This guest post is from Alex Willett, Exhibitions Manager at IWM.
A Family in Wartime is the next major exhibition opening at Imperial War Museums London in April 2012, and as such the perfect project in which to integrate and test the social interpretation strand through the design development. The exhibition will focus on the Second World War home front in the UK, and specifically one family – the Allpress family – who lived at 36 Priory Grove, London.
It was a simple exercise to identify areas in the exhibition which lent themselves to discussion, but far more challenging to find a particular object which would grab attention long enough to spark comment and discussion. The Blitz and Evacuation were immediate and obvious themes to pick out. Their associated objects are a baby’s gas mask (a “space suit” looking respirator for infants) and a child’s evacuation label. The challenge gets harder with Rationing and Make do and mend – the squander bug seemed to be the most surreal object in IWMs collection we could find, and hopefully visitors will respond to it with a good mix of enthusiasm and quizzical enquiry. For Make do and Mend, we backed away from parachute silk dresses and opted for gravy browning and make up pencils, every wartime ladies’ answer to nylons and the beginnings of our fake tan fascination?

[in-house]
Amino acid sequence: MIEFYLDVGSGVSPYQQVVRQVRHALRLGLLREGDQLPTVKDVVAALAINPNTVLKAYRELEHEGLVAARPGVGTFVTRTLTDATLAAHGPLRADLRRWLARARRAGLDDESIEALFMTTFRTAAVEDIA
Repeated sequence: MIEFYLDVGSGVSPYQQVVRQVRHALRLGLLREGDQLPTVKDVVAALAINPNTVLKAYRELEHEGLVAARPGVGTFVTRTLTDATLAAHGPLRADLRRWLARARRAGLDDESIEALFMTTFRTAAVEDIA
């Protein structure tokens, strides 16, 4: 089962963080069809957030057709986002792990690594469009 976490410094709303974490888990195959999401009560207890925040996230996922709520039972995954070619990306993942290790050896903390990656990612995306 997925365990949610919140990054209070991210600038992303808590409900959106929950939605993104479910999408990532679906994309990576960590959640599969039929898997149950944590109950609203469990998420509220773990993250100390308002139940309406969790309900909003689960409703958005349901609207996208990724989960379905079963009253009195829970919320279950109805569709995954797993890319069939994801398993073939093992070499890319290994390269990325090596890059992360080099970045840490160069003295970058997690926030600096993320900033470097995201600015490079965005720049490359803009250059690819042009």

Having chosen four objects, we want to allow for visitors to comment on other areas of our collection, so we are going to include a social interpretation tablet alongside an oil painting and next to our “end of war” section which will be illustrated with VE day photographs.
The next stage in the development is to work with the wider team to linguistically and aesthetically distinguish the museum voice from the visitor voice, finding ways to prompt discussion from and between our visitors on the objects and the themes they represent and of course making sure we can deliver the experience for the opening of our new exhibition.